In addition to displaying metrics for selection, the second frame 410 also includes a column 412 in which the maximum (original) value 414 in the data set of each metric and a user-selectable multiplier 416 are displayed. The scaled maximum value 418 is also displayed. In the Fig., three metrics have been selected for graphing. The data set for the first, “ActivationTime” has a maximum value of 4.00 and a multiplier of 0.10 has been selected resulting in a scaled maximum value of 0.40. The data set for the second metric, “StoreCount”, has a maximum value of 40.00. A multiplier of 1.0 has been selected resulting in a scaled maximum value of 40.0. The data set for the third metric, “DrainsFromPoolCount”, has a maximum value of 20,406.00. A multiplier of 0.01 has been selected resulting in a (rounded) scaled maximum value of 204.10.
Despite the selection of three metrics to display on the graph 430, only the second is actually displayed at this point because the range of the scaled data points of only the second metric fits within the range of vertical axis 434. The maximum value of the first metric (4.00) is below the range of the minimum value of the vertical axis 434A and is not plotted. The maximum of the third metric (204.10) exceeds the maximum value 434B of the vertical axis 434 and is, therefore, not plotted. Referring now to
The computer 300 may optionally determine how well the scaled value of a metric fits relative to the y-axis values. As shown in a last column 422 of the second window 410 of
To determine whether a set of data points triggers the “insufficient range” indicator, a scale is calculated for a best fit; that is, a scale which makes the scaled value closest to the actual (unmultiplied) value and still allows the value to fit within the graph range (0-100 in the Figs.). For better accuracy, the standard deviation of a metric is also taken into account. If the scaled value is calculated to be other than a best fit, the “insufficient range” indicator is displayed. Alternatively, both the scaled value and the standard deviation may be calculated and, if both are less than 1 indicating that a metric's data set will fall below the minimum value 434A of the y-axis 434 and the “insufficient range” indicator will be displayed.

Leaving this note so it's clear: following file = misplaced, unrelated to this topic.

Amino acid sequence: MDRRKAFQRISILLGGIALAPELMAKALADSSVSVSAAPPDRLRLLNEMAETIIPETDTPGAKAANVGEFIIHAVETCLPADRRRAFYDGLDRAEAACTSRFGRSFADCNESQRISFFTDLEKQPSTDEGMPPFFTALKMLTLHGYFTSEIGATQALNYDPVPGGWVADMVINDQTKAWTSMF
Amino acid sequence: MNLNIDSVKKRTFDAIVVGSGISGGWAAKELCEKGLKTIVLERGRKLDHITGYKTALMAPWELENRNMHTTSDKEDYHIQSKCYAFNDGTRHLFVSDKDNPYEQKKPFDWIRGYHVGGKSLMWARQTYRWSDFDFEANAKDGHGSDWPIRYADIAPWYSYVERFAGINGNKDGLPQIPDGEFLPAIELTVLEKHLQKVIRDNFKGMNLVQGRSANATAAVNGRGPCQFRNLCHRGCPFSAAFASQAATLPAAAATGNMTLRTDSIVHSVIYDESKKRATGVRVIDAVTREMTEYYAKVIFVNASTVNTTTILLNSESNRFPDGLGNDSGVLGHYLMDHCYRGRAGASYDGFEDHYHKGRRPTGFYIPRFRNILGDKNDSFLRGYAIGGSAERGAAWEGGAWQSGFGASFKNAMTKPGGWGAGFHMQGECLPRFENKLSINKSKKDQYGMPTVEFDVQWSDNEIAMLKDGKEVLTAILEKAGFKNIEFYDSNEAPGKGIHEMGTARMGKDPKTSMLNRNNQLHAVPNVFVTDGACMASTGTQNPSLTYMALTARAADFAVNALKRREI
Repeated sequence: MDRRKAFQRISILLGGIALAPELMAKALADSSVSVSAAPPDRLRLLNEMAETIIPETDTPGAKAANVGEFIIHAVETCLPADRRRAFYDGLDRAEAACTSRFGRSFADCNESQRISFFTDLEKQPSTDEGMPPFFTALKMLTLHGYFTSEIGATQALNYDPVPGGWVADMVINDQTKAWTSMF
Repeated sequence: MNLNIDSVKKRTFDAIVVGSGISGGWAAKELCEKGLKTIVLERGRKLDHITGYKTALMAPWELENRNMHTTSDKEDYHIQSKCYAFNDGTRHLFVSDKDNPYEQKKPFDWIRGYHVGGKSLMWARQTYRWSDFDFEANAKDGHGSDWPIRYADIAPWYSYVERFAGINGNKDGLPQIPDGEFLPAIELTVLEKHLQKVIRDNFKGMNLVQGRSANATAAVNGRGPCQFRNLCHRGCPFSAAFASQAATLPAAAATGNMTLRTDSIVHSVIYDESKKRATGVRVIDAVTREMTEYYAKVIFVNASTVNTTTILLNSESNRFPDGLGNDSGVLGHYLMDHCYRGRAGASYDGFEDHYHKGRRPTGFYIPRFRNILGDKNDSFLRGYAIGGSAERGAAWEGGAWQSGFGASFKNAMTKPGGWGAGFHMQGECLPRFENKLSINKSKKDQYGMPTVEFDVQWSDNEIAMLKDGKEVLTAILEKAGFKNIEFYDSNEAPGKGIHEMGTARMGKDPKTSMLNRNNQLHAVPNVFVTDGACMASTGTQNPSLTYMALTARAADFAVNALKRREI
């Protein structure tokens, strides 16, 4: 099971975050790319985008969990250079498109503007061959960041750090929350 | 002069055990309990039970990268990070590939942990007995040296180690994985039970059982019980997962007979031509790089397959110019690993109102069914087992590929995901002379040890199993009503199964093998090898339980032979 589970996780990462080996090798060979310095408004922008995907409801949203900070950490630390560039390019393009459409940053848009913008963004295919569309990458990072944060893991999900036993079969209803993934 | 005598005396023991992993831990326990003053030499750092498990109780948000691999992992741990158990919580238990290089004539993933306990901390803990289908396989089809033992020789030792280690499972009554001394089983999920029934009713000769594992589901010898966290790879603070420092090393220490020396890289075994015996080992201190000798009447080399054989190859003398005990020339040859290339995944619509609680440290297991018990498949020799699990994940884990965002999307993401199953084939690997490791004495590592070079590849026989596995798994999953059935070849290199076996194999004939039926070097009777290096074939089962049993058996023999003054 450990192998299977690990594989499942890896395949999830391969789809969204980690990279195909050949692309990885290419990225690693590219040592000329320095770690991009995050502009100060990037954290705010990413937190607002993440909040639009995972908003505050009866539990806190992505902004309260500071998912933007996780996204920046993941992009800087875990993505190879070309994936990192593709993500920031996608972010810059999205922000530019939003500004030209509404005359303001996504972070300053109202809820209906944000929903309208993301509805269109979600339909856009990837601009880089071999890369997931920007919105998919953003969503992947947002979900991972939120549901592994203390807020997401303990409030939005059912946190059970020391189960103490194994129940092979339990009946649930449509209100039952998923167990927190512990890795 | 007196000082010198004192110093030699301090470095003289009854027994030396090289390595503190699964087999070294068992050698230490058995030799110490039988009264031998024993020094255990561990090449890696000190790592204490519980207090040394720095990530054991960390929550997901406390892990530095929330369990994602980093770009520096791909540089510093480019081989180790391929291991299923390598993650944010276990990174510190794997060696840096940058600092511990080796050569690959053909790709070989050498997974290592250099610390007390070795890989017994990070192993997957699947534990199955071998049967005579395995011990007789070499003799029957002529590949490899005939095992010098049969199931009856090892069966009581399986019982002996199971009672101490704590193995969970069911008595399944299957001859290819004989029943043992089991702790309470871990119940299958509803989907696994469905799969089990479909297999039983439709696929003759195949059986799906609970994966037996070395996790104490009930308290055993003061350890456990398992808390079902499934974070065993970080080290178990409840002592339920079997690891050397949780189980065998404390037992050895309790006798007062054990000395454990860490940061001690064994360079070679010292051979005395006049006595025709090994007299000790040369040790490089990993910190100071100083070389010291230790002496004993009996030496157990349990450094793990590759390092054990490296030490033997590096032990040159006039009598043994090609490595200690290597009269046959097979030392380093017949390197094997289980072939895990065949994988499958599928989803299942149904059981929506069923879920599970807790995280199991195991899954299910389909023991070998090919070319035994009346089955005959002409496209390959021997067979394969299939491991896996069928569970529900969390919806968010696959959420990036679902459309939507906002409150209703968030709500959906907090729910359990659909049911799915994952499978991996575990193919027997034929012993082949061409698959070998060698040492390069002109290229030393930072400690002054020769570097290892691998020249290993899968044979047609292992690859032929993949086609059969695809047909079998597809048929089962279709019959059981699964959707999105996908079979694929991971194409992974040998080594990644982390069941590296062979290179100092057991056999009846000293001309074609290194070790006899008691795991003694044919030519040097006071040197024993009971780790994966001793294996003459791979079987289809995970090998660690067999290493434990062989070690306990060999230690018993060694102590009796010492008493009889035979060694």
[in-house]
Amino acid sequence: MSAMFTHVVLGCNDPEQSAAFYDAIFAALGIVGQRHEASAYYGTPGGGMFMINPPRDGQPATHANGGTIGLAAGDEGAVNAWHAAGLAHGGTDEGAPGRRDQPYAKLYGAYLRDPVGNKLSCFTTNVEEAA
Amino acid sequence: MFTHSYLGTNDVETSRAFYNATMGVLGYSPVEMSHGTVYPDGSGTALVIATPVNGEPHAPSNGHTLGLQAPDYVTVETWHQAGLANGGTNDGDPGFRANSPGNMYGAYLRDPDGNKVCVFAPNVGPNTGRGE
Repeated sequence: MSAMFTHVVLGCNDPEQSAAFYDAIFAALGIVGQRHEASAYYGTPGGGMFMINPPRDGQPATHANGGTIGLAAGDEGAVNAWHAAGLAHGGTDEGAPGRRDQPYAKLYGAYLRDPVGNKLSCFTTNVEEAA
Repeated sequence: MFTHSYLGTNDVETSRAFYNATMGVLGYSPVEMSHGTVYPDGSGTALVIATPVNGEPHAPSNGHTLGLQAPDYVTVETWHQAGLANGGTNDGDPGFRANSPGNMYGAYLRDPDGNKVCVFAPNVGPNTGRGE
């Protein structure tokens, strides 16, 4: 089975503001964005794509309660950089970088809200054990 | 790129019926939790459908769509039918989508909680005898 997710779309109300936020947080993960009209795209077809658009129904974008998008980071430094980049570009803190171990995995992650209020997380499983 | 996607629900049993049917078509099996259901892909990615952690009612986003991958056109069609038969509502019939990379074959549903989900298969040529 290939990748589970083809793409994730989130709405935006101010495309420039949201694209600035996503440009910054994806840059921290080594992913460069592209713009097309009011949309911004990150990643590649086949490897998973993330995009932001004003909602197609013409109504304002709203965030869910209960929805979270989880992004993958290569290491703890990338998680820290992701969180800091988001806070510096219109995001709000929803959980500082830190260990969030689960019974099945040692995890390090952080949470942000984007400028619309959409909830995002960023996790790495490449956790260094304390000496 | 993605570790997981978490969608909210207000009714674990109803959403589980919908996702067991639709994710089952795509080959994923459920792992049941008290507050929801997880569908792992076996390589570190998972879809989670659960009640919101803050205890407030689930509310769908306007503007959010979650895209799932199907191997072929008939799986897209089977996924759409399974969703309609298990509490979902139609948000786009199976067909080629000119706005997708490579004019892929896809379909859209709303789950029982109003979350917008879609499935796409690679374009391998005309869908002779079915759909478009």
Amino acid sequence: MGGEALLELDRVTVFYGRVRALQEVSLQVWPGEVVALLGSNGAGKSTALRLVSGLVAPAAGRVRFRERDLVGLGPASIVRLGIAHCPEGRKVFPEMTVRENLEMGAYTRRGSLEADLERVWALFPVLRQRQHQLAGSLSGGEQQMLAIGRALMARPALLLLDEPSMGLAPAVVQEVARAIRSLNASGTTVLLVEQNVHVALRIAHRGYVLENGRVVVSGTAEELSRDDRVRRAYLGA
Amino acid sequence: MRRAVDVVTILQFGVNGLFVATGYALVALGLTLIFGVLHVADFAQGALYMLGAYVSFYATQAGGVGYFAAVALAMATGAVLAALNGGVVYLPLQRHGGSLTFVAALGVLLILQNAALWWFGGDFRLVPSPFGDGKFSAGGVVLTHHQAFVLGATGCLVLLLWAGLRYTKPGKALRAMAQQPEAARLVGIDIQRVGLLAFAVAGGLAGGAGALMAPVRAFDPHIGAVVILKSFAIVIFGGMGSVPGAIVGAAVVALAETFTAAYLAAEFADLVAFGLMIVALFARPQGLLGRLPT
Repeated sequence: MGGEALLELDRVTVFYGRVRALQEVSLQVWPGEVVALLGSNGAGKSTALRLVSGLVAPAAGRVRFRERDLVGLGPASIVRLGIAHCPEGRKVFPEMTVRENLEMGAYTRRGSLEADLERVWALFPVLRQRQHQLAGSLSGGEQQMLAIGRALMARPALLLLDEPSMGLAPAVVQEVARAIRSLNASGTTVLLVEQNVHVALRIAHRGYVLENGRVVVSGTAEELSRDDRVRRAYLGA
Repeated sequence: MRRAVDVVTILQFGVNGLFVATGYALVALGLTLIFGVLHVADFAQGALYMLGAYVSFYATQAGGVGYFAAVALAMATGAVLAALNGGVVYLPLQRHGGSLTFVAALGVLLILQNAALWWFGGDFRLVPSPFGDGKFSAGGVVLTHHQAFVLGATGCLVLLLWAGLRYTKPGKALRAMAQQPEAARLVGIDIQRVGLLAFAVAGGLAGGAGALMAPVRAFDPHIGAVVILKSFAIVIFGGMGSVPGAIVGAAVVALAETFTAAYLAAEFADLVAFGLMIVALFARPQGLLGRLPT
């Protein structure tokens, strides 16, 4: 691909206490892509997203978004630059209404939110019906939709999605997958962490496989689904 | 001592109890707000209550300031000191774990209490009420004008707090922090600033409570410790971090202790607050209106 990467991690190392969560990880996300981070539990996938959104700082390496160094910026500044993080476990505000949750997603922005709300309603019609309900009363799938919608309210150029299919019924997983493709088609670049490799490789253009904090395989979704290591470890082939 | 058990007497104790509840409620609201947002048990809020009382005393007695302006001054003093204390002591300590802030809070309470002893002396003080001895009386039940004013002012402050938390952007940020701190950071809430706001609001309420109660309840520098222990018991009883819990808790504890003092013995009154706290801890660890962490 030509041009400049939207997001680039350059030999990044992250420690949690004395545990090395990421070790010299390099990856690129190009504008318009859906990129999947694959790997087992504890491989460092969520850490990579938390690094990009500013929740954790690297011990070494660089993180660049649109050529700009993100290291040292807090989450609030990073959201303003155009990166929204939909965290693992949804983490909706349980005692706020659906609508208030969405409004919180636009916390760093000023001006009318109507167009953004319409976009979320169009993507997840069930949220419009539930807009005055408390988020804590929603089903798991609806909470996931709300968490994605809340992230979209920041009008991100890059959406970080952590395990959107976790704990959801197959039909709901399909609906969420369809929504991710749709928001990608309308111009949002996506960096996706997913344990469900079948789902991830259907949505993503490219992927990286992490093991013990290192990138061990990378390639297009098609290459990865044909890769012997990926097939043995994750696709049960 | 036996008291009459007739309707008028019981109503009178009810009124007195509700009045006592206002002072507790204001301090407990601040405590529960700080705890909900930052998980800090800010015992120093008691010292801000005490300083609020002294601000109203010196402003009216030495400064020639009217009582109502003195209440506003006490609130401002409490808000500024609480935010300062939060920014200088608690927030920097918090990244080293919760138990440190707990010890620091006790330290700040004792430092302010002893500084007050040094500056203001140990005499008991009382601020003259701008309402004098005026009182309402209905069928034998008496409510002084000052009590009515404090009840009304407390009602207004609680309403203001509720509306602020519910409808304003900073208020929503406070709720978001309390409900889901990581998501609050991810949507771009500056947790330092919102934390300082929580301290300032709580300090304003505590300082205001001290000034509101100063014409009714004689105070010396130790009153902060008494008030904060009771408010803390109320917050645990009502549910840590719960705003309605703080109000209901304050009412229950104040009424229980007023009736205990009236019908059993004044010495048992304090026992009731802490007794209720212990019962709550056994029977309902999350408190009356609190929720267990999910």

The objects of the invention have been fully realized through the embodiments disclosed herein. Those skilled in the art will realize that the above described invention maybe embodied in a computer program product stored on a computer readable medium. Those skilled in the art will appreciate that the various aspects of the invention may be achieved through different embodiments without departing from the essential function of the invention. The particular embodiments are illustrative and not meant to limit the scope of the invention as set forth in the following claims.
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|U.S. Classification||345/440, 345/440.2, 715/859, 715/866, 345/440.1, 715/800, 715/815, 345/661, 715/830, 715/861|
|Jun 22, 2004||AS||Assignment|
Owner name: INTERNATIONAL BUSINESS MACHINES (IBM) CORPORATION,
Free format text: ASSIGNMENT OF ASSIGNORS INTEREST;ASSIGNORS:FREEMAN, KENYA;ETGEN, MICHAEL PETER;PARVIN, WILLIAM AUGUSTUS;REEL/FRAME:014759/0624;SIGNING DATES FROM 20040506 TO 20040507
|Feb 28, 2011||REMI||Maintenance fee reminder mailed|
|Jun 10, 2011||FPAY||Fee payment|
Year of fee payment: 4
|Jun 10, 2011||SULP||Surcharge for late payment|
|Jul 12, 2011||AS||Assignment|
Owner name: GOOGLE INC., CALIFORNIA
Free format text: ASSIGNMENT OF ASSIGNORS INTEREST;ASSIGNOR:INTERNATIONAL BUSINESS MACHINES CORPORATION;REEL/FRAME:026664/0866
Effective date: 20110503
|Mar 6, 2015||REMI||Maintenance fee reminder mailed|
|Jul 24, 2015||LAPS||Lapse for failure to pay maintenance fees|
|Sep 15, 2015||FP||Expired due to failure to pay maintenance fee|
Effective date: 20150724